BioTransformer is an open access software tool, and freely accessible web service for accurate, and comprehensive in silico metabolism prediction and metabolite identification. It makes predicitons using the Metabolism Prediction Tool (BMPT) and the users can then identify the metabolites of their interest using the filters provided on the result page. The current version of the BioTransformer Rails application is 3.1.0.
Structure and Implementation
The BMPT consists of five independent prediction modules called “transformers”, namely:
- the EC-based transformer
- the CYP450 (phase I) transformer
- the phase II transformer
- the human gut microbial transformer
- the environmental microbial transformer (See Fig. 1).
- a biotransformation database (called MetXBioDB) containing detailed annotations of experimentally confirmed metabolic reactions
- a reaction knowledgebase containing generic biotransformation rules, preference rules, and other constraints for metabolism prediction
- a reasoning engine that implements both generic and transformer-specific algorithms for metabolite prediction and selection.
A comprehensive evaluation of BioTransformer showed that it was able accurately predict human and human gut metabolism of a diverse set of compounds (See Fig. 2), ranging from endogenous molecules (e.g. glycerophospholipids) to xenobiotics (e.g. pharmaceuticals, pesticides, and other environmental contaminants). Moreover, it was able to outperform two state-of-the-art commercially available tools (Meteor Nexus and ADMET Predictor), with precision and recall values up to 7 times better than those obtained for Meteor Nexus or ADMET Predictor on the same sets of pharmaceuticals, pesticides, phytochemicals or endobiotics under similar or identical constraints. Furthermore BioTransformer was able to reproduce 100% of the transformations and metabolites predicted by the EAWAG Pathway Prediction system.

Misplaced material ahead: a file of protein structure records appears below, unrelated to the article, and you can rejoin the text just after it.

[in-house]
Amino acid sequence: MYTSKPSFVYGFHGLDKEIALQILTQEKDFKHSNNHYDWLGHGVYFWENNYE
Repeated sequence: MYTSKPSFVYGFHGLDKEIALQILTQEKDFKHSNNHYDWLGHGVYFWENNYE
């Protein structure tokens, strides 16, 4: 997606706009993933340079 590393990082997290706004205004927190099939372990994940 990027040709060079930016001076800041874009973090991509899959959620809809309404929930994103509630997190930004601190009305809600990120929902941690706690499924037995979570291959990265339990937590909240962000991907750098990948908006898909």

Using mass spectrometry data obtained from a rat experimental study with epicatechin supplementation, BioTransformer was also able to correctly identify 39 previously reported epicatechin metabolites via its Metabolism Identification Tool, and suggest 28 potential metabolites, 17 of which matched nine monoisotopic masses for which no evidence of a previous report could be found (See Fig. 3).